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ODF – The Key to Preserving Government Data

Dr. Yusseri Md. Yusoff CTO of Omnilogic Sdn Bhd on behalf of The Malaysian Open Source Software Alliance (MOSSA)
We'd put a logo here, except that we can't decide which one ...


Standards – use of, abuse of ODF – ISO/IEC 26300:2006

International standard with overall goodness

Reasons for Having a Standardised Document Format Examples of ODF in action Conclusions Questions


Standards are, at its core:
– –

An agreed way to do something NOT an application

ergo, independent of implementation which is different from competitiveness

A mechanism to ensure competition

Often subject to manipulation by interested parties

(Trivial) Example of a Standard

Consider the example on the left

Three soft drinks bottles (contents drank by presenter beforehand) 1 Kickapoo Joy Juice 1 100plus Lemon Lime 1 Coca-cola

– – –

(Trivial) Example of a Standard, con't

Now, the bottles have their caps swapped around

Kickapoo bottle, 100plus cap 100plus bottle, Kickapoo cap Coke bottle, PepsiMax cap

(Trivial) Example of a Standard, con't

In the example given, we consider the caps to be adhering to a set standard. As such, the caps can be swapped around. Extensive experimentation have shown this to be true for all 1.5 litre soft drink bottles and their caps.

As such, manufacturers of soft drinks can pick and choose which suppliers of bottles and caps to use, as long as they adhere to the standard cap size

The Open Document Format – ISO/IEC 26300:2006

The OpenDocument format is a file format for

word processing documents, presentations, spreadsheets and charts

First developed by the Open Office XML Technical Committee of the Organisation for the Advancement of Structured Information Standards (OASIS)

based on the file format used by

ODF is an Open Standard

ODF is an Open Standard – NOT an Open Source software project

freely available, unencumbered by royalty claims or other Intellectual Property Rights shenanigans Key contributor, Sun Microsystems have made an irrevocable intellectual property covenant on their patents, see:

Specs can be downloaded at:

Reasons for having a standardised document format

Big Picture View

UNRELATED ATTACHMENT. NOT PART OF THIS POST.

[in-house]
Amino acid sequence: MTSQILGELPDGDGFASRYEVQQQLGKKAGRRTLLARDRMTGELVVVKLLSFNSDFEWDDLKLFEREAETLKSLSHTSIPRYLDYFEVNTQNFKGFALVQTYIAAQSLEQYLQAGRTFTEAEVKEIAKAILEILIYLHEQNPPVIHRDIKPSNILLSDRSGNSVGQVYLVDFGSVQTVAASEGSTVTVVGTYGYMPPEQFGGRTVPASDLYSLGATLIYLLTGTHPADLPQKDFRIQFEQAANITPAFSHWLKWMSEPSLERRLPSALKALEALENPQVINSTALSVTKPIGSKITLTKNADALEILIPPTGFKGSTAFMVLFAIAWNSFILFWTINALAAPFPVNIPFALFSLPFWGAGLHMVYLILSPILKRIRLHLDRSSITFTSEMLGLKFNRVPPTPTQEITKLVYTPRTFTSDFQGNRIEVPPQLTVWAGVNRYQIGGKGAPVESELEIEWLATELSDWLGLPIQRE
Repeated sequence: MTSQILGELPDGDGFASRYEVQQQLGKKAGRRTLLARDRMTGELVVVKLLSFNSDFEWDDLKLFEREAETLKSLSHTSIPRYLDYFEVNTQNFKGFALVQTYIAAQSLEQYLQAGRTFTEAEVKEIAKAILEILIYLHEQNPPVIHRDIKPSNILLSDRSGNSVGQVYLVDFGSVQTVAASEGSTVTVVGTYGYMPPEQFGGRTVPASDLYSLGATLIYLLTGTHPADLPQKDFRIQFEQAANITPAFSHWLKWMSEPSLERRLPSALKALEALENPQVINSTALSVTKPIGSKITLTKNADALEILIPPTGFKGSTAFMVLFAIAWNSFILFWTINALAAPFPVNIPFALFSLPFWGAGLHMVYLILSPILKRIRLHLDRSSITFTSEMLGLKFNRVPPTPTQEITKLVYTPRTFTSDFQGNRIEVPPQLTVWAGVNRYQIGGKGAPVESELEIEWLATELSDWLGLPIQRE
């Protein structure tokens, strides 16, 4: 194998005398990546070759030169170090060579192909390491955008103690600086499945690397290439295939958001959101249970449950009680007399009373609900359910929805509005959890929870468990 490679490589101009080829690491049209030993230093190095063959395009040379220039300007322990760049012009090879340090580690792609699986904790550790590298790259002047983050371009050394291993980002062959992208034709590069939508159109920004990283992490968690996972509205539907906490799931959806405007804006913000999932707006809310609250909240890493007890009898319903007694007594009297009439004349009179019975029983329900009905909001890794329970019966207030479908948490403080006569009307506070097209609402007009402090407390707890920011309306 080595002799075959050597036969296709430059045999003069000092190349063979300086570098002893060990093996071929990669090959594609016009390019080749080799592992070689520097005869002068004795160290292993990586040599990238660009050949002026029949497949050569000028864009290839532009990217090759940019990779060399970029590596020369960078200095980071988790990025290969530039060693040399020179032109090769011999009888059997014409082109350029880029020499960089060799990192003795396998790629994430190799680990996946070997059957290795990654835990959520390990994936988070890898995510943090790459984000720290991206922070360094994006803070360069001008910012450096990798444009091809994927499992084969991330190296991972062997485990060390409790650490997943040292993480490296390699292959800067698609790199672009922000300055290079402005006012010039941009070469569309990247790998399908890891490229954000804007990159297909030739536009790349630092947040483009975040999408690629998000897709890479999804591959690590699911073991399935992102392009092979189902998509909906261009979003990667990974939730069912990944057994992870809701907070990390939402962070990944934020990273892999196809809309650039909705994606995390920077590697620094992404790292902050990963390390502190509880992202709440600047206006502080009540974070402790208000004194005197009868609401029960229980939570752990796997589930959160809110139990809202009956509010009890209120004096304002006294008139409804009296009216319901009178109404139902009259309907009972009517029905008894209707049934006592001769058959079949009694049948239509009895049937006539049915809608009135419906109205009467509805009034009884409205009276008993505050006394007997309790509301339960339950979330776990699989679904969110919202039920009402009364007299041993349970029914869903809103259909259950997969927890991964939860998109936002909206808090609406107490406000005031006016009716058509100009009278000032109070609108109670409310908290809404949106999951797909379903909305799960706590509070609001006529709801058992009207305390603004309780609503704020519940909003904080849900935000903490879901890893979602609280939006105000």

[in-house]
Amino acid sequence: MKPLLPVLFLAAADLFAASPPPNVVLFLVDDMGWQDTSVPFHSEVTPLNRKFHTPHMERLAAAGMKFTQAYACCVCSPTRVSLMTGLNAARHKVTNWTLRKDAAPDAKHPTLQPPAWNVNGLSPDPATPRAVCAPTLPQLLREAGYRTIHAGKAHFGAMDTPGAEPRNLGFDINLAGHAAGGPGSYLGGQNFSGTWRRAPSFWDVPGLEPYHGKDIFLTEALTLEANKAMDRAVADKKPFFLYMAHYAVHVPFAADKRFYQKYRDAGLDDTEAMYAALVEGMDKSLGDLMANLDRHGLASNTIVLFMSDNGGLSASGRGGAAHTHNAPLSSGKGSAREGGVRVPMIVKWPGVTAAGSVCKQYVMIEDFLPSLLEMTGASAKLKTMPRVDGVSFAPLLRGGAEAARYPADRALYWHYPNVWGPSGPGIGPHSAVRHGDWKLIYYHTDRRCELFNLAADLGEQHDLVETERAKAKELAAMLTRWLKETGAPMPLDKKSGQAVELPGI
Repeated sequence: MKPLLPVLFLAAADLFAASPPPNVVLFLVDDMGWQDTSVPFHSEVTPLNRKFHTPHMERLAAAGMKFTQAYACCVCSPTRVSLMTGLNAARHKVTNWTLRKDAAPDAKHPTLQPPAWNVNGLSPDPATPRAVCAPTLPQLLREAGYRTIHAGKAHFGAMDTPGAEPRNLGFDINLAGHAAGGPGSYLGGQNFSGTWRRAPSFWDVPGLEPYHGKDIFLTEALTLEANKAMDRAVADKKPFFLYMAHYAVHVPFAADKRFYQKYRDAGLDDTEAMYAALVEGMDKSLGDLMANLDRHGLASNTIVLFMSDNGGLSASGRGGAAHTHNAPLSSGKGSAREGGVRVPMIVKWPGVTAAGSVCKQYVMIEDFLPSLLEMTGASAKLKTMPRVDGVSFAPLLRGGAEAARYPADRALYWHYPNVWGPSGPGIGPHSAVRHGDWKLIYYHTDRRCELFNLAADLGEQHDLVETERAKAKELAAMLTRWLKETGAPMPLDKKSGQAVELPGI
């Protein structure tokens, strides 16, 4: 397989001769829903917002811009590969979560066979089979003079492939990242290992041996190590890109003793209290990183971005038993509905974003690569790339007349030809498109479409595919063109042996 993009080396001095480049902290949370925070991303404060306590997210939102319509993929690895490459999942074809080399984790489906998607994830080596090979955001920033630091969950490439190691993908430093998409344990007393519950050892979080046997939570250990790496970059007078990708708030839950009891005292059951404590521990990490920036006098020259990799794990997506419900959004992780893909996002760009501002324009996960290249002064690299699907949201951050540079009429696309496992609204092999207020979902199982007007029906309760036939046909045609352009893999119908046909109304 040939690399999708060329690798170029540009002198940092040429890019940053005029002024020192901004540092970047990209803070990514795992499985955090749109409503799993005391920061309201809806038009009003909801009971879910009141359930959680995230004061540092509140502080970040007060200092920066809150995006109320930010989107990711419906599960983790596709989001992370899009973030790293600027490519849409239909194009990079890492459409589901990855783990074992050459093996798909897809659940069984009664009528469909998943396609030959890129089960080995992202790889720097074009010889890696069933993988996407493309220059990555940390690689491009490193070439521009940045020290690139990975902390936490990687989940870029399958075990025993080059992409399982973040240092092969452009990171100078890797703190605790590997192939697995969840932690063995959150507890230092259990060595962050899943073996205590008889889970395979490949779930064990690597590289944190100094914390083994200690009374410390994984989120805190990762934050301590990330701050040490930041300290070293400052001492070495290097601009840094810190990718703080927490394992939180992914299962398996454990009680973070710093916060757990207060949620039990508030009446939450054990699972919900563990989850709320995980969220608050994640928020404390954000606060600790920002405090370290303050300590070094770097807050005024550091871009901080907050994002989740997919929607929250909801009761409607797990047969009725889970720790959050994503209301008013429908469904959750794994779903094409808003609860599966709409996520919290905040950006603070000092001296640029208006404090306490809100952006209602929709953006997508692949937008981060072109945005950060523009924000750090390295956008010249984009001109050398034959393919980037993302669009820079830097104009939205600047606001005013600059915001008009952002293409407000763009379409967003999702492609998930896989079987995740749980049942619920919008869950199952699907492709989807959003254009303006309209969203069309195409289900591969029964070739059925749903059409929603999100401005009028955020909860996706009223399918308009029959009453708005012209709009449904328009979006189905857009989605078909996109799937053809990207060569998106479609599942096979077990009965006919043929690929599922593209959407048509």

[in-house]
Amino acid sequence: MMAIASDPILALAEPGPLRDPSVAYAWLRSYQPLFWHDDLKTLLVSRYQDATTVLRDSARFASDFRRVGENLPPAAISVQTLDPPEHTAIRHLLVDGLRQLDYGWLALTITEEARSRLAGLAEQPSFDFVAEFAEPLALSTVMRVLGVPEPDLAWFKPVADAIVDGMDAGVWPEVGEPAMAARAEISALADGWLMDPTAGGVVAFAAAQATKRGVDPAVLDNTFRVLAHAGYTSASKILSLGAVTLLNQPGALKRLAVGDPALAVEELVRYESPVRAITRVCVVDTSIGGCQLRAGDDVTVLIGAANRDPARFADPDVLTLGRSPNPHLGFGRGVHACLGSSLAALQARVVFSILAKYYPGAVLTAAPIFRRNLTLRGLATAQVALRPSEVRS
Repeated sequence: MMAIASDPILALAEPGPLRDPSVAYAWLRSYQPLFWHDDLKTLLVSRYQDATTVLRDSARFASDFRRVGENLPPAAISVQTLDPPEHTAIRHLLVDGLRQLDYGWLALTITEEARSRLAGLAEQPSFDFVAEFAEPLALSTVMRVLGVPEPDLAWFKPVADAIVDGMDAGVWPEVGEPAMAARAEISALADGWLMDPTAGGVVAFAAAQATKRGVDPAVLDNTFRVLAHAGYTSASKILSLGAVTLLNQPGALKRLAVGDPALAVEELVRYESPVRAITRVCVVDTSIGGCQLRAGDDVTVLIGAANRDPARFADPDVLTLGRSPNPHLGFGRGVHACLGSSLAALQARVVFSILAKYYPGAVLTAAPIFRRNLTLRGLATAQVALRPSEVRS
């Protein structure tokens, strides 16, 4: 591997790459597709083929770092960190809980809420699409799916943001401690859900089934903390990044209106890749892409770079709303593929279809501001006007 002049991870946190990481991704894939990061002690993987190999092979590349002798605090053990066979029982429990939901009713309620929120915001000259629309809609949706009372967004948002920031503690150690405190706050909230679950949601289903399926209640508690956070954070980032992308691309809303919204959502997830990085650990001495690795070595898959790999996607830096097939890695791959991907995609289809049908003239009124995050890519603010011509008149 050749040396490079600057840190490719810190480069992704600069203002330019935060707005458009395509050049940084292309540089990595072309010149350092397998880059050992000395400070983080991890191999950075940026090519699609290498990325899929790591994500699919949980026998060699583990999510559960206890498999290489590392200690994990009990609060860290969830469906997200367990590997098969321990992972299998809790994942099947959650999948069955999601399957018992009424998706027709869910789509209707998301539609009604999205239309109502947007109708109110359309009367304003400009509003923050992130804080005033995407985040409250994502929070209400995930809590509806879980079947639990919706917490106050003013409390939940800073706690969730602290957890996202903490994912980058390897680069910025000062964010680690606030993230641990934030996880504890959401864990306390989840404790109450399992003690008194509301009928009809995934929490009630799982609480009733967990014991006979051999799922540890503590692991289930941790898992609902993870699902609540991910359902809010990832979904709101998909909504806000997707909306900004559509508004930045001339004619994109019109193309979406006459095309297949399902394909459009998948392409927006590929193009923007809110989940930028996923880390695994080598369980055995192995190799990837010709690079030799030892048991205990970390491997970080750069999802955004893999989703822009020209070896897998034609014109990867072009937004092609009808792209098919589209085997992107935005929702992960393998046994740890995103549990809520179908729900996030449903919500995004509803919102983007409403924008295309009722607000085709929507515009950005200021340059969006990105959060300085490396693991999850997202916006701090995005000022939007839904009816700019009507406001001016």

Not beholden to a single vendor for your documents Sovereignty and security Freedom of choice Ownership of your data forever (or until your hard disk dies)
(All the above are more or less the same thing)

Pragmatic View

Version incompatibility (theoretically) eliminated

e.g. Microsoft Word '97 cannot open Microsoft Word XP documents

Application incompatibility (also theoretically) eliminated

e.g. Documents can be passed around by/to users of Microsoft Office,, Koffice, Corel WordPerfect, Lotus SmartSuite, IBM WebSphere, Sun StarOffice, GNUmeric, ABIword, ekcetera Formatting would be preserved

Pragmatic View, con't

Potentially saves money

e.g. Retail copy of Microsoft Office 2007:

Basic = 530, Small Business Edition = 745, Professional = 990 Downloadable for free from

e.g. Retail copy of

BUT, it's not a zero-sum game.

Reasons for having a standardised document format, con't

To expand, using ODF does not mean that you MUST use
– – may not be suitable for your needs You have a budget which allows you to buy another office suite, and you like that office suite better

But not everyone you interact with can afford to purchase your preferred office suite

Holding on to your data (a.k.a. the fallacy of diminishing vendor support)

We are not under any extreme risk of Microsoft pulling support of their document formats

Try hard enough, and you'd still be able to open Word 2.0 documents

But we should strive for the decoupling of applications from their formats anyway

e.g. SQL databases (Oracle, MS SQL, MySQL, PostgresQL) e.g. JPEG images (digital cameras, Picasa, Adobe Photoshop, GIMP)

The same should apply for document formats

ODF In Action

ODF in on Linux

ODF in on Windows XP Professional SP 2

ODF in Microsoft Word 2003

ODF in Microsoft Word 2003, con't

When All Else Fails ...

In a scenario where all you have is a computer and NO office suite, content can still be accessed. ODF is stored in a ZIP file Uncompress file, and look at content

When All Else Fails ...

When All Else Fails ...

When All Else Fails ...



ODF is just a file format – a container, if you like. As an ISO standard, ODF should be universally applicable. Adoption of ODF brings benefits, some of which are rather intangible (rather like insurance – you don't need insurance except when you need it). Widespread adoption of ODF means freedom of choice, and The guaranteed preservation of your data, for all time.


Thank You

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